Doc Searls / Flickr / CC BY 2.0

The Fabra Observatory in Barcelona, Spain was built primarily as a means of discovering asteroids and comets. The famous facility still contains the Mailhat telescope (named after a town in France) it was outfitted with upon its completion in 1904. Designed by Catalan architect Josep Domènech i Estapà, the Art Nouveau building was built under the purview of the Royal Academy of Sciences and Arts of Barcelona. In 1907, Josep Comas, the first director of the Fabra Observatory, discovered the existence of an atmosphere on Saturn’s largest moon, Titan. The observatory is still in use today.

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Griffith Observatory

Griffith Observatory at night with the Los Angeles skyline behind it

Ron Reiring / Flickr / CC BY 2.0

Industrialist Griffith J. Griffith had a transformational moment when peering through a telescope in 1904. His vision was to share the experience of looking at the stars with the public, and he posthumously achieved that dream when the Griffith Observatory was opened in 1935. The observatory was designed and built to the exacting specifications of Mr. Griffith, who had sought the guidance of astrophysicists in the installation of exhibits, telescopes, and a planetarium. Today, the Griffith Observatory remains a popular tourist attraction and continues the request of its namesake that admission be free to all.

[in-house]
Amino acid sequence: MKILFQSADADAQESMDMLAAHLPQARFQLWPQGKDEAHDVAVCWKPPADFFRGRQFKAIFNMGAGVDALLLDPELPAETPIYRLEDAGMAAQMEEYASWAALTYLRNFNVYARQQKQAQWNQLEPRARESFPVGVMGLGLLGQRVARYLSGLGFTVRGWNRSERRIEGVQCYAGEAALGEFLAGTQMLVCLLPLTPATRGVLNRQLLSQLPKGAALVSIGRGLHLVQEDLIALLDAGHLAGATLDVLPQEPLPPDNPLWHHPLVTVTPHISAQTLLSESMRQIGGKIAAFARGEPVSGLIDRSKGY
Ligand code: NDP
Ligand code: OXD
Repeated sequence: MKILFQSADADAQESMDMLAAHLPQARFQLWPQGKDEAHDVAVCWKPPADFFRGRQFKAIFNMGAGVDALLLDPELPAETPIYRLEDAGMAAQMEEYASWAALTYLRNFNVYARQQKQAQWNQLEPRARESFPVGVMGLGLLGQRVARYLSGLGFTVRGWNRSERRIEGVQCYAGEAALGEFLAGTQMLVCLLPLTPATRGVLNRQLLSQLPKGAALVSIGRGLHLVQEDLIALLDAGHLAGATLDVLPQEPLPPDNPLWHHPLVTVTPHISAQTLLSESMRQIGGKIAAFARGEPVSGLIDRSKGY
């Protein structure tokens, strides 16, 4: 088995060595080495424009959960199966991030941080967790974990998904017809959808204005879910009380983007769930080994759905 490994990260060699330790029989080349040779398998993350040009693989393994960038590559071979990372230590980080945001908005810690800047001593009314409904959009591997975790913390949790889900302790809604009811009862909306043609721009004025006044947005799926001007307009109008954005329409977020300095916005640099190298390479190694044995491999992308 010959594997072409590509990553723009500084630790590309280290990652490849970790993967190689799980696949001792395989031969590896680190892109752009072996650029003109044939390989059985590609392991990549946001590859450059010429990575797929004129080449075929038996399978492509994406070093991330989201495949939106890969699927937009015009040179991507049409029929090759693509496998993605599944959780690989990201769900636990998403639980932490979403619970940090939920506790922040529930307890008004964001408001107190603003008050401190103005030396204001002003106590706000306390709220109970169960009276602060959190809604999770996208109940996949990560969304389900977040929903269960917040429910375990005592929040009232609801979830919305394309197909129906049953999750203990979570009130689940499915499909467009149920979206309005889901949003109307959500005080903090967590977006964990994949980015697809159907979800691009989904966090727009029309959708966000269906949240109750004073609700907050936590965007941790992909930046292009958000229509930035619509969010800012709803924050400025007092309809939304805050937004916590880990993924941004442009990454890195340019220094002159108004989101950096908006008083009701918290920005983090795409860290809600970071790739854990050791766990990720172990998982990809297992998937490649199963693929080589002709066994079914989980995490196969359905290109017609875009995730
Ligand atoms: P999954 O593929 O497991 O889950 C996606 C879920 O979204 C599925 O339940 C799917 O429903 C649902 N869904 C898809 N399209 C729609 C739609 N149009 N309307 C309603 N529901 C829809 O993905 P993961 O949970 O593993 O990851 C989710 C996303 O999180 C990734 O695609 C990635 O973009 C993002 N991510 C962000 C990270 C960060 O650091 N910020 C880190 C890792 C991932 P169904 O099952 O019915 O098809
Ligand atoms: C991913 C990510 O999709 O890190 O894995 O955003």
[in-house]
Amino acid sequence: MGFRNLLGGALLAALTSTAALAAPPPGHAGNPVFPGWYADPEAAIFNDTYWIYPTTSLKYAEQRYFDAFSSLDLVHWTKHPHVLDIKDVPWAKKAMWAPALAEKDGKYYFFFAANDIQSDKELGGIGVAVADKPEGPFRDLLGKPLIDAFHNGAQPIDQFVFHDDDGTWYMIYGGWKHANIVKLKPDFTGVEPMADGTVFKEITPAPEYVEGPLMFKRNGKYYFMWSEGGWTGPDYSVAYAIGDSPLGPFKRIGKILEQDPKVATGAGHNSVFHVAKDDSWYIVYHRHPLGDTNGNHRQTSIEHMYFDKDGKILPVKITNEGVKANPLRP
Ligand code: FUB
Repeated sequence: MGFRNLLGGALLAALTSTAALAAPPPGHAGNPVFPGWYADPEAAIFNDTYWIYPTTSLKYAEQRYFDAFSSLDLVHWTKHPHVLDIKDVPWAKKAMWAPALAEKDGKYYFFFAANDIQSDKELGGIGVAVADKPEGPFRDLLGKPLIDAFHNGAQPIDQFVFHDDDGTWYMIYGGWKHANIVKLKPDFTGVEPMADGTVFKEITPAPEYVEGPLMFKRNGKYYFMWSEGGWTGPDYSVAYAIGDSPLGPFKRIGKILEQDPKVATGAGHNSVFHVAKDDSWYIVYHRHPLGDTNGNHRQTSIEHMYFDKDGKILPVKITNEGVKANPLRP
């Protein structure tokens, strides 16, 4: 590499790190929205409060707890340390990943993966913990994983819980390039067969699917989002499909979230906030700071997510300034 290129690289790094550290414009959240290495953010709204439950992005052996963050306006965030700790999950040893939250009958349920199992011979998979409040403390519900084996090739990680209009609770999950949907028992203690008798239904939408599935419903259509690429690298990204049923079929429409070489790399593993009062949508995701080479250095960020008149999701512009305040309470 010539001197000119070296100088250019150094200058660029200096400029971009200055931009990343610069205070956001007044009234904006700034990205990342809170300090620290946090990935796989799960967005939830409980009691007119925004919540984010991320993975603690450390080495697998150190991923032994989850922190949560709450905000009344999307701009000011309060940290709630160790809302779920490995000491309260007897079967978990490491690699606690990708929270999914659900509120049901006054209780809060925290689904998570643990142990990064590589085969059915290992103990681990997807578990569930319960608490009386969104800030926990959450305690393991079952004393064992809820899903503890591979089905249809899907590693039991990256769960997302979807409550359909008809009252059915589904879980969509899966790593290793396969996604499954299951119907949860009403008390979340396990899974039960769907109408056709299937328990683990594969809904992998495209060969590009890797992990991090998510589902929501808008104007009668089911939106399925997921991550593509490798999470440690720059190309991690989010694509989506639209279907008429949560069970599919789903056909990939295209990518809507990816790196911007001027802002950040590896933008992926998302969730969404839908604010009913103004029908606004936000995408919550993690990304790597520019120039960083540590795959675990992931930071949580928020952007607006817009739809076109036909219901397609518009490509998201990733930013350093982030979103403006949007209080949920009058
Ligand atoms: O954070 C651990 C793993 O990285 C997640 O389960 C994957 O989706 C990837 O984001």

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Kitt Peak National Observatory

The collection of domes of Kitt Peak National Observatory on a cloudy day

VisionsofAmerica/Joe Sohm / Getty Images

Near Tucson, Arizona, in the Quinlan Mountains of Tohono O'odham Nation, sits the massive scientific complex known as Kitt Peak National Observatory. Founded in 1958 and dedicated in 1960, the observatory is home to 18 optical telescopes and two radio telescopes. Among the many discoveries made at the Kitt Peak National Observatory was methane ice on the dwarf planet Pluto in 1976. Apart from scientific research and observation, the complex is committed to educational programs for the public through initiatives like the Windows on the Universe Center for Astronomy Outreach.